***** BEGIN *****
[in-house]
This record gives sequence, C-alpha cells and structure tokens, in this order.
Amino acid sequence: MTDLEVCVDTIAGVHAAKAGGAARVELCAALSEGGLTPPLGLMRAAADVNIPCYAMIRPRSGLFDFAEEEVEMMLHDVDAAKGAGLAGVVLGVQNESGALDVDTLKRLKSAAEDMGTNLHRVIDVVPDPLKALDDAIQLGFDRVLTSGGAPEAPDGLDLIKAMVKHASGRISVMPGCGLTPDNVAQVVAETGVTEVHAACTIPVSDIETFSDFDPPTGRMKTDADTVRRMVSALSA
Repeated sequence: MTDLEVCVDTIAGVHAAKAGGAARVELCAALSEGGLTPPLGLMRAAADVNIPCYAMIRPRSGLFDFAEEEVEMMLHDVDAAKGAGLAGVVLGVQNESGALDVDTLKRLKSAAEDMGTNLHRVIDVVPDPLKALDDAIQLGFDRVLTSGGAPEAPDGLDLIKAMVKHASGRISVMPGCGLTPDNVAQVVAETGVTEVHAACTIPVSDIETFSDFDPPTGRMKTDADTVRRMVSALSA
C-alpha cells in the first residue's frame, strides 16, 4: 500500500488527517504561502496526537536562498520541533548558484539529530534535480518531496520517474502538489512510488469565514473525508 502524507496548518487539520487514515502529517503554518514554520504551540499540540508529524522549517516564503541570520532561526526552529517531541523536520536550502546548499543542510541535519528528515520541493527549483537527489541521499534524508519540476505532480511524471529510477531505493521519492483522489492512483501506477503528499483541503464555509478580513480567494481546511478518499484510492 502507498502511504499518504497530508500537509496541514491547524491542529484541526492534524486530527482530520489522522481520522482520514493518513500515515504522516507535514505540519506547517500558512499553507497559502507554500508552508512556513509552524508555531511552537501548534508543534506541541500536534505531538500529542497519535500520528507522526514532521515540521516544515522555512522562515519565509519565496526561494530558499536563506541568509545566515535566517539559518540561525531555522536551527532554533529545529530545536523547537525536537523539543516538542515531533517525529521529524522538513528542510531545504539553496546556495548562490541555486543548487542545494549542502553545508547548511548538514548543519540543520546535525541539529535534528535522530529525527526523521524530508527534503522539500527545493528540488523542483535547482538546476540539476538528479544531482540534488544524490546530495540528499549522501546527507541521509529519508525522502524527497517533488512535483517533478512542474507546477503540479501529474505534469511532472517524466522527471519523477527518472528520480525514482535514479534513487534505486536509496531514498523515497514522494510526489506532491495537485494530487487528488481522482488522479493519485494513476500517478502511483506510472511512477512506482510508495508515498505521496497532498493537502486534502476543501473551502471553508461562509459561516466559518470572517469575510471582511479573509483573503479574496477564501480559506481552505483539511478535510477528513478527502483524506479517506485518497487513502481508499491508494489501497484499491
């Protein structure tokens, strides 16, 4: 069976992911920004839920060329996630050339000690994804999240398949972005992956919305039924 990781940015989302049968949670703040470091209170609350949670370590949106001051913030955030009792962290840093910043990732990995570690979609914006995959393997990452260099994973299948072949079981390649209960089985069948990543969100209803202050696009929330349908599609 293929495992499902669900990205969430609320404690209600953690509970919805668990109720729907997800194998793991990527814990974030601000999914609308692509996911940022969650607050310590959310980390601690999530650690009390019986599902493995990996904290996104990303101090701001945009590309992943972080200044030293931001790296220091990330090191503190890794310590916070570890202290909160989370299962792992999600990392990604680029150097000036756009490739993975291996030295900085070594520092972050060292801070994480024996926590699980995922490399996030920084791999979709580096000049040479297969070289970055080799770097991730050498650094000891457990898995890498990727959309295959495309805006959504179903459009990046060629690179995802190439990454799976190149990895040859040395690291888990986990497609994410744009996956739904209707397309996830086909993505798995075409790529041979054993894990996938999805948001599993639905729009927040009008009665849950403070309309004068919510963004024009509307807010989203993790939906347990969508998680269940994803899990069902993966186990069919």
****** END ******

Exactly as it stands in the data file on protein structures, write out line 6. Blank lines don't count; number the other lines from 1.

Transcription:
């Protein structure tokens, strides 16, 4: 069976992911920004839920060329996630050339000690994804999240398949972005992956919305039924 990781940015989302049968949670703040470091209170609350949670370590949106001051913030955030009792962290840093910043990732990995570690979609914006995959393997990452260099994973299948072949079981390649209960089985069948990543969100209803202050696009929330349908599609 293929495992499902669900990205969430609320404690209600953690509970919805668990109720729907997800194998793991990527814990974030601000999914609308692509996911940022969650607050310590959310980390601690999530650690009390019986599902493995990996904290996104990303101090701001945009590309992943972080200044030293931001790296220091990330090191503190890794310590916070570890202290909160989370299962792992999600990392990604680029150097000036756009490739993975291996030295900085070594520092972050060292801070994480024996926590699980995922490399996030920084791999979709580096000049040479297969070289970055080799770097991730050498650094000891457990898995890498990727959309295959495309805006959504179903459009990046060629690179995802190439990454799976190149990895040859040395690291888990986990497609994410744009996956739904209707397309996830086909993505798995075409790529041979054993894990996938999805948001599993639905729009927040009008009665849950403070309309004068919510963004024009509307807010989203993790939906347990969508998680269940994803899990069902993966186990069919």